Washington - The United States military is expanding a secret network of air bases across Africa in order to spy on Al-Qaeda and other militant groups, the Washington Post reported.
The surveillance is carried out by small, unmarked turboprop planes with hidden state-of-the-art sensors that fly thousands of miles (kilometers) between air bases and bush landing strips across the vast continent, it said.
The program, dating back to 2007, underscores the massive expansion of US special forces operations in recent years and the steady militarization of intelligence operations during the decade-long war on Al-Qaeda.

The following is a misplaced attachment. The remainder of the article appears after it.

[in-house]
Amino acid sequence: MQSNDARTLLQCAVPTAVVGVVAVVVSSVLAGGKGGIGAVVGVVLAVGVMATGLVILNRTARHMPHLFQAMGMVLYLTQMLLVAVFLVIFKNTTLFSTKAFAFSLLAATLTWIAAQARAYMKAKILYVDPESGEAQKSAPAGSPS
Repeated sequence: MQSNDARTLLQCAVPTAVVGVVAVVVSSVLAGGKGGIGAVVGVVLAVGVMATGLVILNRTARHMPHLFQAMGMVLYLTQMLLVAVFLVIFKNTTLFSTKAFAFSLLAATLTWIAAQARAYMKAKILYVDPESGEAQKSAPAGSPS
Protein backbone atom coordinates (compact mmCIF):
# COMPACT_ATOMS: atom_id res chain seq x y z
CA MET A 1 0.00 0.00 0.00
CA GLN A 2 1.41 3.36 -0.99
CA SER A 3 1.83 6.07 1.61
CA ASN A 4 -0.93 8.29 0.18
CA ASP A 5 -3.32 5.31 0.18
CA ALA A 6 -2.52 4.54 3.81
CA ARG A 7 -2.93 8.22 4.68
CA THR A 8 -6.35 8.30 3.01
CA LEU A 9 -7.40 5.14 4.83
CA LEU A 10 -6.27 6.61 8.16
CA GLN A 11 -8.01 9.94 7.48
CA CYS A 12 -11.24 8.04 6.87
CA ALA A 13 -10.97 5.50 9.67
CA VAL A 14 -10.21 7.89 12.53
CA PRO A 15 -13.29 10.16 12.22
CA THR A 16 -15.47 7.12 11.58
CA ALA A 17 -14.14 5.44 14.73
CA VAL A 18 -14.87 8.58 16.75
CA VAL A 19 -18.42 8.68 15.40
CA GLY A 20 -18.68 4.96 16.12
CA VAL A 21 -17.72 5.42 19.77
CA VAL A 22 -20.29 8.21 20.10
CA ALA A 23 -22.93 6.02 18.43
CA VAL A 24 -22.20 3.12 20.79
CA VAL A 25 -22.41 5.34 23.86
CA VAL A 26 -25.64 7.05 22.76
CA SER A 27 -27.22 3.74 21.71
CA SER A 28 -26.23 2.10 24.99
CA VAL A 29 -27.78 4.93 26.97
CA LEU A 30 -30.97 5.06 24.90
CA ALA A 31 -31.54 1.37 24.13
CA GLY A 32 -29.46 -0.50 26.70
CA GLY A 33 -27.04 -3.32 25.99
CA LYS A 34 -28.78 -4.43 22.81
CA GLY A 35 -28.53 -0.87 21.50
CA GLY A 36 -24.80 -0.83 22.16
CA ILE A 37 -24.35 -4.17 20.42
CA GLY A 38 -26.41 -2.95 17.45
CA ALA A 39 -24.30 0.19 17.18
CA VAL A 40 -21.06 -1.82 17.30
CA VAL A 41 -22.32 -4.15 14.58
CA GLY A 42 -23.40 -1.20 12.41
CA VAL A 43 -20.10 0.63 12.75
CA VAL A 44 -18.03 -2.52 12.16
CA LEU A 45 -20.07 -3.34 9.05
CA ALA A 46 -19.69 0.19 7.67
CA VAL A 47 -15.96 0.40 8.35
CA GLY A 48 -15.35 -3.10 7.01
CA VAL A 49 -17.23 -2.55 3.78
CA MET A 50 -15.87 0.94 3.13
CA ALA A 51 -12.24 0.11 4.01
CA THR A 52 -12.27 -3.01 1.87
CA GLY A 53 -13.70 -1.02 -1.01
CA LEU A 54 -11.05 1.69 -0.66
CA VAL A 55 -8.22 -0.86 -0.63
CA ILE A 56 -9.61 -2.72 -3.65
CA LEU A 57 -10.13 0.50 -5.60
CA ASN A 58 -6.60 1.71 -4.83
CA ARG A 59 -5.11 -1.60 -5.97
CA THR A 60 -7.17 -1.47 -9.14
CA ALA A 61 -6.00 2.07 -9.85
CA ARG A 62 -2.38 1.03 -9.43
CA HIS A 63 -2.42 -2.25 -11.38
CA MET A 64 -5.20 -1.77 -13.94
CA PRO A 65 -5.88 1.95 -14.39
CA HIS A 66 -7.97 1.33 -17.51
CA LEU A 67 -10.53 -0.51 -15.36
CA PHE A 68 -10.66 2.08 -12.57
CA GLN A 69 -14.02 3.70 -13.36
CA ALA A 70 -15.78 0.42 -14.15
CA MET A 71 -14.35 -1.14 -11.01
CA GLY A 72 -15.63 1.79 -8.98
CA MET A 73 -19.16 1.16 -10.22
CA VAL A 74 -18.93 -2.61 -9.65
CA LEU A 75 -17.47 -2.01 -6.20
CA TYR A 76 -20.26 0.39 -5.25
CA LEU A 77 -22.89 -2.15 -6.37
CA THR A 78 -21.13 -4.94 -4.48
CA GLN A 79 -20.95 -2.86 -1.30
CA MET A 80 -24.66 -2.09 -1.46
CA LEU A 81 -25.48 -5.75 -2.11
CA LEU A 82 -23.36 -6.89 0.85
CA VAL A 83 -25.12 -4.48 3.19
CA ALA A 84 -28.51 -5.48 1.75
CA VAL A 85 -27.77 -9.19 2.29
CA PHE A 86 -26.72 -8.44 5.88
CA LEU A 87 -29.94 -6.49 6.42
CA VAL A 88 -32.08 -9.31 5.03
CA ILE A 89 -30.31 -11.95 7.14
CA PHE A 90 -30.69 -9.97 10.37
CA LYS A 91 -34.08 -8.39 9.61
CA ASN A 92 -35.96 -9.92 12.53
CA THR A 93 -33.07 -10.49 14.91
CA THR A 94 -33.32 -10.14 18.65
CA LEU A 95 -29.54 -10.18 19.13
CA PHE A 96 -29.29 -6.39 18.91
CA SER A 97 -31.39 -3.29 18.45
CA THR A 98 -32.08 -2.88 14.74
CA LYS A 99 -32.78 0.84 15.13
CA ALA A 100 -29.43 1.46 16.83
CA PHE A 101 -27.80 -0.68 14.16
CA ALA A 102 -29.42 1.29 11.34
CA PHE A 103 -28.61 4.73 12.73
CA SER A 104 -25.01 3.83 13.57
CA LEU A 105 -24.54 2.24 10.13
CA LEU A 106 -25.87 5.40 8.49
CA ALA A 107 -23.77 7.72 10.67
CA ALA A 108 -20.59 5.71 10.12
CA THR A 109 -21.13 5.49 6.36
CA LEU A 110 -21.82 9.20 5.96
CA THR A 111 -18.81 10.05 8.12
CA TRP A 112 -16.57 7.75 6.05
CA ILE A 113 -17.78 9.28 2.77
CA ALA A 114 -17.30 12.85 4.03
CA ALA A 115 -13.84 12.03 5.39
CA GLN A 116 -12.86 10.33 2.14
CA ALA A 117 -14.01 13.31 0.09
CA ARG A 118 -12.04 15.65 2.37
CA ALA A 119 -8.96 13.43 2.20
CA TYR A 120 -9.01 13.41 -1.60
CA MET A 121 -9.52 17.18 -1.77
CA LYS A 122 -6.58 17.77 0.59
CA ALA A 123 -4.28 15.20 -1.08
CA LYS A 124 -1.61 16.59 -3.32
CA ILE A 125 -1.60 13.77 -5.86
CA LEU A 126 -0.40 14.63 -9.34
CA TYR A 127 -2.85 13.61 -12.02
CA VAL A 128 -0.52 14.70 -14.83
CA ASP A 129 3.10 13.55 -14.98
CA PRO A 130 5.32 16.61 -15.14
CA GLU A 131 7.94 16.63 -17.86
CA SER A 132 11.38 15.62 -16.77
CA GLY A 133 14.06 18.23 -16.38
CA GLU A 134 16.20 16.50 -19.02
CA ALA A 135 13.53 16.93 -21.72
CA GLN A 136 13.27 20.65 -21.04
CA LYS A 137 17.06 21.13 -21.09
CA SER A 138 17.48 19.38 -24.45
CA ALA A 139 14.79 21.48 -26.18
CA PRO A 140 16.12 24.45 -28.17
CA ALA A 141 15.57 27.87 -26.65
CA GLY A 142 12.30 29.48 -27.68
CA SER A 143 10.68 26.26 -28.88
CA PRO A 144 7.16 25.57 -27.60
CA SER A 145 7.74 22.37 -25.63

Bases in Burkina Faso and Mauritania are used to spy on Al-Qaeda in the Islamic Maghreb (AQIM), while bases in Uganda are used in the hunt for the Lord's Resistance Army, a brutal guerrilla movement led by Joseph Kony, who is wanted for war crimes by the International Criminal Court.
The Post said there were plans to open another base in South Sudan to help hunt for Kony, who is wanted in connection with a series of atrocities and operates in some of the most remote and inaccessible parts of central Africa.
In East Africa, US aircraft operating out of Djibouti, Ethiopia, Kenya and the Seychelles archipelago spy on Somalia's Qaeda-inspired Al-Shebab militia and have reportedly launched attacks on wanted militants.